Two people were injured Thursday, one critically, when a vehicle was apparently rear-ended by another at a Riverhead railroad crossing -- then propelled onto the tracks, where it was slammed by a train, authorities said.
At least one car, a Mercedes that was rear-ended, was hit about 1:45 p.m. by a westbound-train out of Greenport, while a Honda sport utility vehicle also careened over the tracks.
The Mill Road crossing gates were down when a Honda going 15 mph hit the Mercedes, the only car stopped in the northbound lane, said Danny Spring, 31, of Hampton Bays.mapCheck for LIRR delays
He had just crossed the tracks and was going south past the Mercedes when he looked in his rearview mirror and saw the Honda hit her, he said.
"She was eating ice cream," Spring said. "She was just sitting there . . . I go 'Oh man, that SUV's not slowing down too much.' It hit her in the back and pushed her between the two rails that were down."
He said he and others ran toward the Mercedes, pushed west of the gates by the accident, and the Honda, whose driver had apparently lost control and gone over the tracks.
But they could hear the train's horn "blaring."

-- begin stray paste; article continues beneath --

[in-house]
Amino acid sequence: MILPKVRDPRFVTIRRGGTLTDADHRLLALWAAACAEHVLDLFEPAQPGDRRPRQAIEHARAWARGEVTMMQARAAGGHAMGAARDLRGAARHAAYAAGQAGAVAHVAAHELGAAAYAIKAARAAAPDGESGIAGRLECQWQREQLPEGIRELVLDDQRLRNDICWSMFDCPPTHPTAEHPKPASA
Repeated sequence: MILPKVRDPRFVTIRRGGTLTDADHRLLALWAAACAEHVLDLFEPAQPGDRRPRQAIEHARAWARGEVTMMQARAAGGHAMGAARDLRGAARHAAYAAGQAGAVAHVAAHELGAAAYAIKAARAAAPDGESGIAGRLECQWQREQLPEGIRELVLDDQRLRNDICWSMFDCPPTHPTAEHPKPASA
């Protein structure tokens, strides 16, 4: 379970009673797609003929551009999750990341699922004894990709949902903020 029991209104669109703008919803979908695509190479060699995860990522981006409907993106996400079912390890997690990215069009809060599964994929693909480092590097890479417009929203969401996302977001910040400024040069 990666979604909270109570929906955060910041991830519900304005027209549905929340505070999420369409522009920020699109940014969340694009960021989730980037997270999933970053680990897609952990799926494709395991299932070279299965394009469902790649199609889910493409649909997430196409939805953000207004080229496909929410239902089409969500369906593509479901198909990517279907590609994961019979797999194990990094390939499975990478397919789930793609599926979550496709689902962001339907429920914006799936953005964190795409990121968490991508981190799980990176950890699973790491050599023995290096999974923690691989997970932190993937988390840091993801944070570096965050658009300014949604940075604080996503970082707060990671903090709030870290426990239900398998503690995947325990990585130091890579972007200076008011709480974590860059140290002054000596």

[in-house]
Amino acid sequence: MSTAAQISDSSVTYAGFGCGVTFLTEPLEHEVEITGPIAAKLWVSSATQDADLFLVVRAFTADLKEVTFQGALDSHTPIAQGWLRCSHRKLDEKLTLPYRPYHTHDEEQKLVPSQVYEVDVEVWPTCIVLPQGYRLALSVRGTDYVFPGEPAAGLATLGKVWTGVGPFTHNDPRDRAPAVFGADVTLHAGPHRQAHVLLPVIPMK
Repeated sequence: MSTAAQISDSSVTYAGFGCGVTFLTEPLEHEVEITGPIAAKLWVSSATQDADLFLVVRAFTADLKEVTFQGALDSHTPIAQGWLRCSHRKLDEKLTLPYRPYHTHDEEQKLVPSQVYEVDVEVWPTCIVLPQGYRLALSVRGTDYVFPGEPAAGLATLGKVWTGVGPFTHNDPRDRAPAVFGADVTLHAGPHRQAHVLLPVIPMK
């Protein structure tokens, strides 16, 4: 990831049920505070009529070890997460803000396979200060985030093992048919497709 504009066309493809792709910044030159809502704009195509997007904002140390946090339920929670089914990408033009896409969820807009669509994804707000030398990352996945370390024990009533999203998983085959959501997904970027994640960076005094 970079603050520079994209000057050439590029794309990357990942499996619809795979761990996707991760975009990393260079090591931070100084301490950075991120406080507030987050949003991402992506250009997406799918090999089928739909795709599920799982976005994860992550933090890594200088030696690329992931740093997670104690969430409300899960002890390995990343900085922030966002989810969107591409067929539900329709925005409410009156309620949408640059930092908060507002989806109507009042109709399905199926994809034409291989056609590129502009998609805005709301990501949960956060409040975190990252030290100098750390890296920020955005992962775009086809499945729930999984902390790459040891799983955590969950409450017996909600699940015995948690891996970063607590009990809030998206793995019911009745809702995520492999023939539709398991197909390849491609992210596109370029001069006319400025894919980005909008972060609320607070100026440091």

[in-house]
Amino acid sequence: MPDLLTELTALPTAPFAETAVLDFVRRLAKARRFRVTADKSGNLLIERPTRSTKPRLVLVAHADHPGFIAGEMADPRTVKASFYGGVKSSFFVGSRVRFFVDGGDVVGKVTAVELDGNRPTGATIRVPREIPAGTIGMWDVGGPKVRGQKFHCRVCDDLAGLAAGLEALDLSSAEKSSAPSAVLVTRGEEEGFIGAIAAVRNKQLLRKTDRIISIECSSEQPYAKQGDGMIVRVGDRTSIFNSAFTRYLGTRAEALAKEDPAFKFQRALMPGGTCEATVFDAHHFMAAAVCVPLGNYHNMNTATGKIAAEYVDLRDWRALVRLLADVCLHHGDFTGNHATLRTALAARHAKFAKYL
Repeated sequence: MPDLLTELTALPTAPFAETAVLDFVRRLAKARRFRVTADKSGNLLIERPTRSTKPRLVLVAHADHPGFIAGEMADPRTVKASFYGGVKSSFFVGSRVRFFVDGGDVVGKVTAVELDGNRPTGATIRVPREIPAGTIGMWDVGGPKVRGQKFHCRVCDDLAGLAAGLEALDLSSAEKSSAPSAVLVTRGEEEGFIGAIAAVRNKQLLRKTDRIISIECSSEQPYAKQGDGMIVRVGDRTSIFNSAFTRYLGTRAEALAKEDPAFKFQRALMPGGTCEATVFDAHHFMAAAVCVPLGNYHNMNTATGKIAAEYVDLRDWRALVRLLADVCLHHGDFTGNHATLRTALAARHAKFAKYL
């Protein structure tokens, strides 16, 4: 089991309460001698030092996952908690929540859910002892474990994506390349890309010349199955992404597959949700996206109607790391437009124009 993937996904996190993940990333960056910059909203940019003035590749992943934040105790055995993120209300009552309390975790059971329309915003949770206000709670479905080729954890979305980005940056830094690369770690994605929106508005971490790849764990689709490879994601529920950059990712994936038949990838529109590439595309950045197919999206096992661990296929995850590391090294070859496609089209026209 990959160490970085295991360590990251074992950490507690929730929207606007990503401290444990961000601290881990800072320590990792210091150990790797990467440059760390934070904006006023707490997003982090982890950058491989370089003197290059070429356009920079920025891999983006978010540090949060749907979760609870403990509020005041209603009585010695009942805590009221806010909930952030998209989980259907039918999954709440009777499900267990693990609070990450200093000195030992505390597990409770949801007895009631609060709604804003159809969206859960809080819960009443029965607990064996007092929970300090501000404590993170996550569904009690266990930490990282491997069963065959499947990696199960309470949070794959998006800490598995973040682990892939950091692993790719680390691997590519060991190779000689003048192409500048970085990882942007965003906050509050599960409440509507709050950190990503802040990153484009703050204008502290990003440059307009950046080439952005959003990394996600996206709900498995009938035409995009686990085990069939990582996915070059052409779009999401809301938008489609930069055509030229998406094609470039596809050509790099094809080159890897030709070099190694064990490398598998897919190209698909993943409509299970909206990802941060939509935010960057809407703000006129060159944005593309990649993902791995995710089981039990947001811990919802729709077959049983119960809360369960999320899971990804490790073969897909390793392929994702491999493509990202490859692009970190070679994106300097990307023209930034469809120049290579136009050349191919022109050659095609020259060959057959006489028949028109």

Ten seconds later, the Mercedes was slammed a second time with the driver inside, Spring said.
"The car just looked like it got engulfed by the train, like it was swallowed," he said.
One driver was airlifted to Stony Brook University Hospital and was in critical condition, while the other victim was in good condition, a hospital spokeswoman said.
LIRR officials said five people were in the two vehicles.
About 20 people were on the train but none was hurt in the collision, Riverhead police Sgt. John Devereaux said.
Passengers were not allowed off the doubledecker train right after the accident but some could be seen on their cell phones, pacing in the aisles and looking outside.
LIRR spokeswoman Marjorie Anders said it was unclear whether the train hit both vehicles. She said MTA police would not release further details until evidence, such as paint chips off the train and the engineer's statement, had been analyzed.
Spring said he was focused on the Mercedes and could not see whether the Honda was also struck.
But the SUV's air bags deployed, and they hid the fact that the driver wasn't the only occupant, Spring said. An assistant conductor pushed the air bag off the driver, he said, while another witness, a young woman, spoke to 911.
Spring said he headed home and learned from the news that both victims were alive: "I just hope they stay alive."
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Alfonso A. Castillo